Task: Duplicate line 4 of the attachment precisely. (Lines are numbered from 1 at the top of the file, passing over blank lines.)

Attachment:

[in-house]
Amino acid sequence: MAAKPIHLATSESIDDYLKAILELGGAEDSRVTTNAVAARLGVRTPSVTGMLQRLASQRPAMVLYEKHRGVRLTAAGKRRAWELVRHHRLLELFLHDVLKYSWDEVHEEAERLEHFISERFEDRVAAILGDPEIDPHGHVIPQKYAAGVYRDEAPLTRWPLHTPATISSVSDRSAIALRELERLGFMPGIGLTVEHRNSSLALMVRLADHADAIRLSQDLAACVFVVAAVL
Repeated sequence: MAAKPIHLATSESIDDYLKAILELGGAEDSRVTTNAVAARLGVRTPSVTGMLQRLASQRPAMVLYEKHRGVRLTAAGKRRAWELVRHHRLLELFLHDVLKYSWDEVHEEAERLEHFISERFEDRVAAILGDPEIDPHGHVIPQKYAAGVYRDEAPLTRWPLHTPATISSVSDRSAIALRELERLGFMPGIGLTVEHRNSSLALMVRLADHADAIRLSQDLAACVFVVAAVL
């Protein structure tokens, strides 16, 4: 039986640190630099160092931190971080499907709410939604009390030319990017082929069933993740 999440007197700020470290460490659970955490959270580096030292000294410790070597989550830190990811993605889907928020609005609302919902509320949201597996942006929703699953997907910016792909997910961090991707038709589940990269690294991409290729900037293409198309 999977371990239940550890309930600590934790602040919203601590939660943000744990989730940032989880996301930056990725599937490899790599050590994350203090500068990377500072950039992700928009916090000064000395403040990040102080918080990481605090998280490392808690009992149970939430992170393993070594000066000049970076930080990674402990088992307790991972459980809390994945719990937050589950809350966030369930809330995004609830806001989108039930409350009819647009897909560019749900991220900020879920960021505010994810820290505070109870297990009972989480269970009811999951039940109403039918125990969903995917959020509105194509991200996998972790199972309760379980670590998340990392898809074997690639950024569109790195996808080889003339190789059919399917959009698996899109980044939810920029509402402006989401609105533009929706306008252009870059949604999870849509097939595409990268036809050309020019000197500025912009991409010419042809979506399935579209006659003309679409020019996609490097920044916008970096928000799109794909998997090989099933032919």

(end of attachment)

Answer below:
């Protein structure tokens, strides 16, 4: 039986640190630099160092931190971080499907709410939604009390030319990017082929069933993740 999440007197700020470290460490659970955490959270580096030292000294410790070597989550830190990811993605889907928020609005609302919902509320949201597996942006929703699953997907910016792909997910961090991707038709589940990269690294991409290729900037293409198309 999977371990239940550890309930600590934790602040919203601590939660943000744990989730940032989880996301930056990725599937490899790599050590994350203090500068990377500072950039992700928009916090000064000395403040990040102080918080990481605090998280490392808690009992149970939430992170393993070594000066000049970076930080990674402990088992307790991972459980809390994945719990937050589950809350966030369930809330995004609830806001989108039930409350009819647009897909560019749900991220900020879920960021505010994810820290505070109870297990009972989480269970009811999951039940109403039918125990969903995917959020509105194509991200996998972790199972309760379980670590998340990392898809074997690639950024569109790195996808080889003339190789059919399917959009698996899109980044939810920029509402402006989401609105533009929706306008252009870059949604999870849509097939595409990268036809050309020019000197500025912009991409010419042809979506399935579209006659003309679409020019996609490097920044916008970096928000799109794909998997090989099933032919």